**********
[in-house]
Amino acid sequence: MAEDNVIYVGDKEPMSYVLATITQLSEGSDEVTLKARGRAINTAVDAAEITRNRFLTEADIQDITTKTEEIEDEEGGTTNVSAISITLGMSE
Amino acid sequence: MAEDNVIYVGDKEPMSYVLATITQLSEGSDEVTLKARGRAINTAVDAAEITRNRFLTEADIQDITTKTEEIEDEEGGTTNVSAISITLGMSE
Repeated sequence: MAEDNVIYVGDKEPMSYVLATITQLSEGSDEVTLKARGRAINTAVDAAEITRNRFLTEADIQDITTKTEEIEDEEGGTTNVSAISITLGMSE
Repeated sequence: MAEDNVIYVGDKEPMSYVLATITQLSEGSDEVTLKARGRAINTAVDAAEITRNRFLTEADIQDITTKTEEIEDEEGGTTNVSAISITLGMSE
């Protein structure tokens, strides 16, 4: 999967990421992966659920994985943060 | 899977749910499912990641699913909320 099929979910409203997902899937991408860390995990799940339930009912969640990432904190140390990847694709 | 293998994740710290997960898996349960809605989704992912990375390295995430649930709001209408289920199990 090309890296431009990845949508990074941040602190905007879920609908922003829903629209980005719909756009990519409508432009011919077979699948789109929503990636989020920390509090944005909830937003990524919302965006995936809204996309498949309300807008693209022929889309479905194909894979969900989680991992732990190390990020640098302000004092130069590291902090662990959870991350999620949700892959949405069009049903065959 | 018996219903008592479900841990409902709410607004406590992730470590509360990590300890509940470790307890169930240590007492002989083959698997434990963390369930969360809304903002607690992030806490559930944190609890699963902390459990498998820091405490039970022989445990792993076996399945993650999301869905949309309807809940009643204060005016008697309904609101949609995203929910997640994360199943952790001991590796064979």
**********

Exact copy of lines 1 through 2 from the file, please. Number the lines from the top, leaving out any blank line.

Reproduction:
[in-house]
Amino acid sequence: MAEDNVIYVGDKEPMSYVLATITQLSEGSDEVTLKARGRAINTAVDAAEITRNRFLTEADIQDITTKTEEIEDEEGGTTNVSAISITLGMSE